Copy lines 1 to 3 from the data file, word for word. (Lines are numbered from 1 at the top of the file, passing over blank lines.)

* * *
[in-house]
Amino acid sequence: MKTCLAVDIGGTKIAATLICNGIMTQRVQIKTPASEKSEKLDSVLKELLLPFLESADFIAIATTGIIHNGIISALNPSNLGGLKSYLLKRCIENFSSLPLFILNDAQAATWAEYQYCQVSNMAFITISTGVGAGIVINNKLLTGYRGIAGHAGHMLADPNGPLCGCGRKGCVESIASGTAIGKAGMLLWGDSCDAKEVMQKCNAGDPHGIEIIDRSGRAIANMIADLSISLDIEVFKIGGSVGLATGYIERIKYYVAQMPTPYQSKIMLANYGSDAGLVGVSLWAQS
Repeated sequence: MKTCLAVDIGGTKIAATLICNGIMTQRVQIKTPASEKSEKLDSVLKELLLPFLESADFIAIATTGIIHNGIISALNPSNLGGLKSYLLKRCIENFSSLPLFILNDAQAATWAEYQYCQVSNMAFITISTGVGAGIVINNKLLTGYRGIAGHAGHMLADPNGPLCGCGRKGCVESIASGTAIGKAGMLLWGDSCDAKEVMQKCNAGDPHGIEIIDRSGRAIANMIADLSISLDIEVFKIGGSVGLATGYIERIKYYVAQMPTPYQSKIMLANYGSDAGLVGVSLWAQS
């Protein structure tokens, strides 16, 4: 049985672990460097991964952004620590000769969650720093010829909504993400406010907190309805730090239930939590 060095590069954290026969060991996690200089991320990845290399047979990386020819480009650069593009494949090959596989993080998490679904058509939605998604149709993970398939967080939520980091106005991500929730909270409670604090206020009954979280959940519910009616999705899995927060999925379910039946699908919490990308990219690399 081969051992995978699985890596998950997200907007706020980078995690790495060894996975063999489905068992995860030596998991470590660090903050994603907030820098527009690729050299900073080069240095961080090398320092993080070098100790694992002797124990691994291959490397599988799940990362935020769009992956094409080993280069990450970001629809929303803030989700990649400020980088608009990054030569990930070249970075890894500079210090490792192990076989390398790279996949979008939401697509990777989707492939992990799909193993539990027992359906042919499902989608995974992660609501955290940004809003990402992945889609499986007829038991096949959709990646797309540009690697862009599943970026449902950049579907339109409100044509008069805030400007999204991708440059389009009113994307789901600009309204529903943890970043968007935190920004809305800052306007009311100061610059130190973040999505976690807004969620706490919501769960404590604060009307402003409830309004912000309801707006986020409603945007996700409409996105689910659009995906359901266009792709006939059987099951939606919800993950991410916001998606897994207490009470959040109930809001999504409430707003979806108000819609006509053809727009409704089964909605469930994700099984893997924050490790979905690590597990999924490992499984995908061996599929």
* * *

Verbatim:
[in-house]
Amino acid sequence: MKTCLAVDIGGTKIAATLICNGIMTQRVQIKTPASEKSEKLDSVLKELLLPFLESADFIAIATTGIIHNGIISALNPSNLGGLKSYLLKRCIENFSSLPLFILNDAQAATWAEYQYCQVSNMAFITISTGVGAGIVINNKLLTGYRGIAGHAGHMLADPNGPLCGCGRKGCVESIASGTAIGKAGMLLWGDSCDAKEVMQKCNAGDPHGIEIIDRSGRAIANMIADLSISLDIEVFKIGGSVGLATGYIERIKYYVAQMPTPYQSKIMLANYGSDAGLVGVSLWAQS
Repeated sequence: MKTCLAVDIGGTKIAATLICNGIMTQRVQIKTPASEKSEKLDSVLKELLLPFLESADFIAIATTGIIHNGIISALNPSNLGGLKSYLLKRCIENFSSLPLFILNDAQAATWAEYQYCQVSNMAFITISTGVGAGIVINNKLLTGYRGIAGHAGHMLADPNGPLCGCGRKGCVESIASGTAIGKAGMLLWGDSCDAKEVMQKCNAGDPHGIEIIDRSGRAIANMIADLSISLDIEVFKIGGSVGLATGYIERIKYYVAQMPTPYQSKIMLANYGSDAGLVGVSLWAQS